When I was very young two powerful forces shaped the work ethic that I practiced most of my life. The first of those influences were the adults in my life. Growing up in Pittsburgh, Pennsylvania (during the 1950s) I was surrounded by hardworking, mostly Black, adults. Many of the men worked in one of the steel mills that dotted the landscape. In my early childhood, my late father, Robert (Bobby) Hoots, Sr., was one of those men. My paternal grandfather, affectionately known to his grandchildren as Daddy Hoots; my tall handsome maternal Uncle Donnie McKinley (who turned 87 this year), and my uncle by marriage, Herbert Grandison started working in the mills when they were young men and worked there until they retired.
Like the men in my family, other men in my neighborhood worked in one of Pittsburgh’s steel mills or factories. There were also Black medical doctors and dentists (to my recollection all of them were males); teachers, preachers, and entrepreneurs. Black men worked as stock clerks, in laundries, and as bartenders. Many of those men held two jobs to support their families and to earn enough money to buy their first home. For the most part, they were decent, law-abiding, and hard-working.
The women who weren’t stay-at-home-moms worked in diverse industries in various capacities. Some were domestic workers. Others, like my dearly beloved and now deceased Aunt Cora Elizabeth (Aunt Lizzie) were Licensed Practical Nurses, Registered Nurses; teachers, sales clerks, telephone operators, secretaries, and bank tellers. Women also worked in one of the many factories that were located in Pittsburgh such as the H. J. Heinz Company and Westinghouse Electric. If memory serves me right, a lot of Black women (and men) worked in the housekeeping departments of Pittsburgh’s hospitals and universities.
Stay-at-home-moms cleaned their homes, the sidewalks of the blocks on which they lived, and the hallways and stairwells of their apartment buildings. They scrubbed and waxed floors, sometimes getting down on their knees. They used a washboard to get their white clothes and linens sparkling clean (dingy clothes were a disgrace). then they did the painstaking work of pulling the laundry through the wringer of their washing machines; placing the laundry in a basket; lugging the basket of laundry to where the backbreaking task of hanging the laundry on a clothesline began. They also cooked and baked from scratch and without benefit of air-conditioning. They rose early to pack their husbands’ lunches into old metal lunch boxes or brown paper bags. All the women I knew took great pride in their housework.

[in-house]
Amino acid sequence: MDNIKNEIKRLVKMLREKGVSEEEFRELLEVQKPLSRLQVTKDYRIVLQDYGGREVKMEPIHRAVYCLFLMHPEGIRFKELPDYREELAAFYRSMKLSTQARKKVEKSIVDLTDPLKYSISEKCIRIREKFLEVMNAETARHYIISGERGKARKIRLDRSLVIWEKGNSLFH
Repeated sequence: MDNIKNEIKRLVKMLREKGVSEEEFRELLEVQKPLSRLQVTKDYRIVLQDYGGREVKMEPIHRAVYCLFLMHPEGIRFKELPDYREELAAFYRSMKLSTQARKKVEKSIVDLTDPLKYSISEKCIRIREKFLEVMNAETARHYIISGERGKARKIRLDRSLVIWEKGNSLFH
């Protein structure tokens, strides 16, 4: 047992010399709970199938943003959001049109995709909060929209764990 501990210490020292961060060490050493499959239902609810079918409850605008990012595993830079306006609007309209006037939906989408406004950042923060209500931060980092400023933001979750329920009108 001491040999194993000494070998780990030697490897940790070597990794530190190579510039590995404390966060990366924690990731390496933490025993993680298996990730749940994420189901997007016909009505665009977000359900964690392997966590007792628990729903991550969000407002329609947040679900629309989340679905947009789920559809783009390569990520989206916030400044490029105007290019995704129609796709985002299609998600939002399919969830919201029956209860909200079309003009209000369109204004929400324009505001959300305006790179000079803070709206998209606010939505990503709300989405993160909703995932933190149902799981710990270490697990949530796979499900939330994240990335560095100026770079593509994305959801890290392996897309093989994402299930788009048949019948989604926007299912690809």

Scripture was also a powerful influence in molding my work ethic. Reading and studying Scripture from an early age I came to appreciate and value all forms of legitimate work. I also developed an understanding of the importance of working diligently and doing the best job possible. Watching the adults around me eke out a living, and listening to them speak proudly about their work, coupled with my understanding of Scriptures such as, “Whatever you do, work at it with all your heart, as working for the Lord, not for humans,” (Colossians 3:23) and “For even when we were with you, we gave you this rule: “The one who is unwilling to work shall not eat,”(2 Thessalonians 3:10) laid the foundation for my work ethic.
It was because of those early life lessons that I took great pride in my first jobs. I practiced what Scripture teaches about work and I imitated that which I had seen the adults I admired do